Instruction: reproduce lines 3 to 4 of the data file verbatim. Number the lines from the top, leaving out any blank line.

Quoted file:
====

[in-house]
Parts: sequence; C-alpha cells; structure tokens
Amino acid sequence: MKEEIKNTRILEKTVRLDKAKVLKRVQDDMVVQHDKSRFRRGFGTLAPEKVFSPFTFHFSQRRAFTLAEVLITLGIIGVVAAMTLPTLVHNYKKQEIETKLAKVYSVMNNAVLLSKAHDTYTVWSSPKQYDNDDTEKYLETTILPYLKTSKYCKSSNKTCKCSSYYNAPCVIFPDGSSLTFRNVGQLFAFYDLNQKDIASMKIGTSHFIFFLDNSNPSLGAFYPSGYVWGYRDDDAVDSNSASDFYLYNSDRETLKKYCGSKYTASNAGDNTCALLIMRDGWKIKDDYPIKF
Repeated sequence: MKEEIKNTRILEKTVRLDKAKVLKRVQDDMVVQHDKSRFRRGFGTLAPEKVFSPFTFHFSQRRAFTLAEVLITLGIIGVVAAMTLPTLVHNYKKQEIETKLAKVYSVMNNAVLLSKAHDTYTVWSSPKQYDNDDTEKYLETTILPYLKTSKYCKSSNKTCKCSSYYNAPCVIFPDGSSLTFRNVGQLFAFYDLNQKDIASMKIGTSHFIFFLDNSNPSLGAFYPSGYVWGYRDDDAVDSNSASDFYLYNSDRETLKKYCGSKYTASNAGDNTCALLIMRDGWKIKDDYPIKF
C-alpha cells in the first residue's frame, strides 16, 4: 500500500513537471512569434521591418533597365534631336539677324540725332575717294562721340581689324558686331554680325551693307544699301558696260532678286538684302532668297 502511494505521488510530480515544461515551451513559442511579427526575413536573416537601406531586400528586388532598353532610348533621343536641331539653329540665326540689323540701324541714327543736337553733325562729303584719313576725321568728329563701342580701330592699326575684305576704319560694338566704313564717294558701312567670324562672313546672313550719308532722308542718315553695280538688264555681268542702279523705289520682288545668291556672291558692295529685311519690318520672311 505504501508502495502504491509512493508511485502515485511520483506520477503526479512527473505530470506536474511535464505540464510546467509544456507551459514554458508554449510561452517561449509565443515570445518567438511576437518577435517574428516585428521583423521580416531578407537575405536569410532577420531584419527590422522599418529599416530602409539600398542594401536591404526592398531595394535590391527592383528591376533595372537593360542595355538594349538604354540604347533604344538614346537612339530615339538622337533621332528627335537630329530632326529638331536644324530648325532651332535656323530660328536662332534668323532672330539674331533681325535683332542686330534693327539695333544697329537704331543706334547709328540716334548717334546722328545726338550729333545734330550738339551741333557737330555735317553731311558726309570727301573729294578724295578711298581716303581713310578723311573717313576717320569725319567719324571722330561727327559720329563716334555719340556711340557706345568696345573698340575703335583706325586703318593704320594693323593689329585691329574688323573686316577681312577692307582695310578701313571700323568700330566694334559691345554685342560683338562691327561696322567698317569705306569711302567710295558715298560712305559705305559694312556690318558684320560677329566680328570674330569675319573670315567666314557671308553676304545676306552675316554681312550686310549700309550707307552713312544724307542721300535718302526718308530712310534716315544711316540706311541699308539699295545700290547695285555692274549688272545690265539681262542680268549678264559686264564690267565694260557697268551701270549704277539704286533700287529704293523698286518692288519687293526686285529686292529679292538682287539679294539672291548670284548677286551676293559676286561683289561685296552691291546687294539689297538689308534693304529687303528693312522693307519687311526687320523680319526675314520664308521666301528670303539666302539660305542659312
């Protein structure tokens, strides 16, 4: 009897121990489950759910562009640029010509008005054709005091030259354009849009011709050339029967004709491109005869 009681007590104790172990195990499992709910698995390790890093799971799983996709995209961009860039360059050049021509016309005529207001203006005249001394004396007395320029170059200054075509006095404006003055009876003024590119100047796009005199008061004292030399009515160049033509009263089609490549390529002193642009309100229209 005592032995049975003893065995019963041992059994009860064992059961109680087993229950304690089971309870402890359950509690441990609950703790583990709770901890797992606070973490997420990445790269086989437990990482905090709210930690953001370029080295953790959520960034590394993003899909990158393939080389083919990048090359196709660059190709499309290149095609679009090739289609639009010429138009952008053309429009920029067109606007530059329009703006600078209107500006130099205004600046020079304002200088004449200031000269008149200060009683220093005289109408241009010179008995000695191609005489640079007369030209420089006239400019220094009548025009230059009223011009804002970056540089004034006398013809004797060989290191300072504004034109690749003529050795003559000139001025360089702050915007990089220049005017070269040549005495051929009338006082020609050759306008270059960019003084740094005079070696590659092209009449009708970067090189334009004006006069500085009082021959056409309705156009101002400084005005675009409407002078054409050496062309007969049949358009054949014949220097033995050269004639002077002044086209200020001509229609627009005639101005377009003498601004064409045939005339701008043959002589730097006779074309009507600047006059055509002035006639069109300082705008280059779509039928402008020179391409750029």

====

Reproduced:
Amino acid sequence: MKEEIKNTRILEKTVRLDKAKVLKRVQDDMVVQHDKSRFRRGFGTLAPEKVFSPFTFHFSQRRAFTLAEVLITLGIIGVVAAMTLPTLVHNYKKQEIETKLAKVYSVMNNAVLLSKAHDTYTVWSSPKQYDNDDTEKYLETTILPYLKTSKYCKSSNKTCKCSSYYNAPCVIFPDGSSLTFRNVGQLFAFYDLNQKDIASMKIGTSHFIFFLDNSNPSLGAFYPSGYVWGYRDDDAVDSNSASDFYLYNSDRETLKKYCGSKYTASNAGDNTCALLIMRDGWKIKDDYPIKF
Repeated sequence: MKEEIKNTRILEKTVRLDKAKVLKRVQDDMVVQHDKSRFRRGFGTLAPEKVFSPFTFHFSQRRAFTLAEVLITLGIIGVVAAMTLPTLVHNYKKQEIETKLAKVYSVMNNAVLLSKAHDTYTVWSSPKQYDNDDTEKYLETTILPYLKTSKYCKSSNKTCKCSSYYNAPCVIFPDGSSLTFRNVGQLFAFYDLNQKDIASMKIGTSHFIFFLDNSNPSLGAFYPSGYVWGYRDDDAVDSNSASDFYLYNSDRETLKKYCGSKYTASNAGDNTCALLIMRDGWKIKDDYPIKF